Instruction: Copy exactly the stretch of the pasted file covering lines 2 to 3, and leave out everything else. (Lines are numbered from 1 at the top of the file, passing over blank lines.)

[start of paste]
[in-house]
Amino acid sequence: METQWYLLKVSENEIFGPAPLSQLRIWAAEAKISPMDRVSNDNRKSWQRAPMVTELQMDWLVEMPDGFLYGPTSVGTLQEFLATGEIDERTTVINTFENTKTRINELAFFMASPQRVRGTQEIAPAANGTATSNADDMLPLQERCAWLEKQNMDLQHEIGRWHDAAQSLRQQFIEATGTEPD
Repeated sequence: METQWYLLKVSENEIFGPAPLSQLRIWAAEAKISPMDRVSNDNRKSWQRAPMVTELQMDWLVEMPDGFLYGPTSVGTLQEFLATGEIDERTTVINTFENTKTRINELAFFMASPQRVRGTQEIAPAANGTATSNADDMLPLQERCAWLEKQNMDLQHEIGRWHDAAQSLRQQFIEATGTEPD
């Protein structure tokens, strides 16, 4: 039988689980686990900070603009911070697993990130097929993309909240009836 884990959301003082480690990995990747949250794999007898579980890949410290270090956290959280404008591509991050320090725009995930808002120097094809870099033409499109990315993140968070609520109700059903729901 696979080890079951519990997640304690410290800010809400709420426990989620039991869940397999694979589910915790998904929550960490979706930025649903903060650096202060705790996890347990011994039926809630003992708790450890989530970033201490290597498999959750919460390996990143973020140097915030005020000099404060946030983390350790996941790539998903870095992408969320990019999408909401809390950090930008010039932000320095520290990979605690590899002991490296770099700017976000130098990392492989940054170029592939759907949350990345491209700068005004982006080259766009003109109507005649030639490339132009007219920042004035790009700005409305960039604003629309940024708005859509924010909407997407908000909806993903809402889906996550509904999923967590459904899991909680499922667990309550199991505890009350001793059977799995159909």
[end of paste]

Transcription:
Amino acid sequence: METQWYLLKVSENEIFGPAPLSQLRIWAAEAKISPMDRVSNDNRKSWQRAPMVTELQMDWLVEMPDGFLYGPTSVGTLQEFLATGEIDERTTVINTFENTKTRINELAFFMASPQRVRGTQEIAPAANGTATSNADDMLPLQERCAWLEKQNMDLQHEIGRWHDAAQSLRQQFIEATGTEPD
Repeated sequence: METQWYLLKVSENEIFGPAPLSQLRIWAAEAKISPMDRVSNDNRKSWQRAPMVTELQMDWLVEMPDGFLYGPTSVGTLQEFLATGEIDERTTVINTFENTKTRINELAFFMASPQRVRGTQEIAPAANGTATSNADDMLPLQERCAWLEKQNMDLQHEIGRWHDAAQSLRQQFIEATGTEPD